Pennsylvania Station was the brainchild of Alexander Cassatt, the owner of the Pennsylvania Railroad, who wanted to bring a rail terminal to Manhattan. At the time, passengers needed to take a ferry across the Hudson River from the railroad’s terminus in Jersey City.
Built in 1910, designed by McKim, Mead & White, New York’s original Pennsylvania Station was eight acres of Gilded Age American opulence. It was the brainchild of Alexander Cassatt, the owner of the Pennsylvania Railroad, who wanted to bring a rail terminal to Manhattan. At the time, passengers needed to take a ferry across the Hudson River from the railroad’s terminus in Jersey City. The station’s vast waiting room, 150-feet in height, was modeled after the Baths of Caracalla in Rome, built with Milford pink granite, honeycomb-coffered ceilings, mighty marble columns, and towering windows allowing light to pour in. To enter New York City via Penn Station was to enter it like a god, architecture historian Vincent Scully once remarked. The transit hub came to symbolize the lost grandeur of rail travel and public space in the United States after its demolition in 1963.
The site of the Farley Building was acquired by the Pennsylvania Railroad as part of the construction of the original Penn Station and the rail tunnels underneath the Hudson River. Once the rail infrastructure was completed, the site above the train shed was sold to the USPS, inspired to relocate its New York mail sorting operations across the street on Eighth Avenue. McKim, Mead & White designed the new United States General Post Office to unite the two structures and establish a new civic district. The 1.4 million-square-foot building opened in 1914 and was later renamed the James A. Farley Post Office Building after the Postmaster General.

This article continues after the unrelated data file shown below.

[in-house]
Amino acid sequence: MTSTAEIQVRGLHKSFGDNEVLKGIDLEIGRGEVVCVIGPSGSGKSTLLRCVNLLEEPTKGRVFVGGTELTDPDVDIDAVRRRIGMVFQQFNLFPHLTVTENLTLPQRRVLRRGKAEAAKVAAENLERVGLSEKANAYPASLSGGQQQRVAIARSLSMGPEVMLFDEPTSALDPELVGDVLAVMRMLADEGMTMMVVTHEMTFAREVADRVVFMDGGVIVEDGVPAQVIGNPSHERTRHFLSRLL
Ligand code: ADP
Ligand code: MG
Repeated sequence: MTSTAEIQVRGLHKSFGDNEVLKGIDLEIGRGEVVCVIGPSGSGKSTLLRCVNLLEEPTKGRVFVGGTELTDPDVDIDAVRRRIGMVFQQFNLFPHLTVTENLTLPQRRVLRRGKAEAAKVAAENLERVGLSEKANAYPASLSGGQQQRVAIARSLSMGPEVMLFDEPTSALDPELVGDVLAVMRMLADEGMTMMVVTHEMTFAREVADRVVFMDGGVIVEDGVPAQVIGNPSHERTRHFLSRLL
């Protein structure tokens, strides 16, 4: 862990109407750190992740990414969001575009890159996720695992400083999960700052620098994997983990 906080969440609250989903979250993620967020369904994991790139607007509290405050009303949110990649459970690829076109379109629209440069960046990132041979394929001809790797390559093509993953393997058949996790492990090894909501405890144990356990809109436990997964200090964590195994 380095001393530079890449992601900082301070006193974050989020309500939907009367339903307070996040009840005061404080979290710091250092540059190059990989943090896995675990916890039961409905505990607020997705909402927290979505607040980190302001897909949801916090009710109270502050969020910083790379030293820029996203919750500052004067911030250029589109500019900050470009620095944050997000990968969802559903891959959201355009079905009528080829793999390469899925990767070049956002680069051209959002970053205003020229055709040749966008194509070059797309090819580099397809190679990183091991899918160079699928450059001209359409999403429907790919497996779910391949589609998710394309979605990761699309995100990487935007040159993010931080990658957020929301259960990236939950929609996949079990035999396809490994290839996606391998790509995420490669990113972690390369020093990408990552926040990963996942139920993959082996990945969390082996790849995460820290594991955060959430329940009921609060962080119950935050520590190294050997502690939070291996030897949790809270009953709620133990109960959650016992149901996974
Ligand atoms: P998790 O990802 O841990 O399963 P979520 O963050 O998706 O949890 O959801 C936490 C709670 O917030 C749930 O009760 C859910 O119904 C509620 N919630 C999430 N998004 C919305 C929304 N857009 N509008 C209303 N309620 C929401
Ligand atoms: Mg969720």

The Moynihan Train Hall project first emerged decades ago as the leading strategy to address many of the station’s most notorious issues and overcame countless hurdles thanks to persistent leadership from the community and elected officials. The extraordinary civic project to convert the 1913 Beaux-Arts Farley Building into a 21st Century train station has been decades in the making, with Skidmore, Owens & Merrill leading the architectural redesign as the initiative evolved.
“You don’t get a second chance like this often. We must do it.”
– Senator Daniel Patrick Moynihan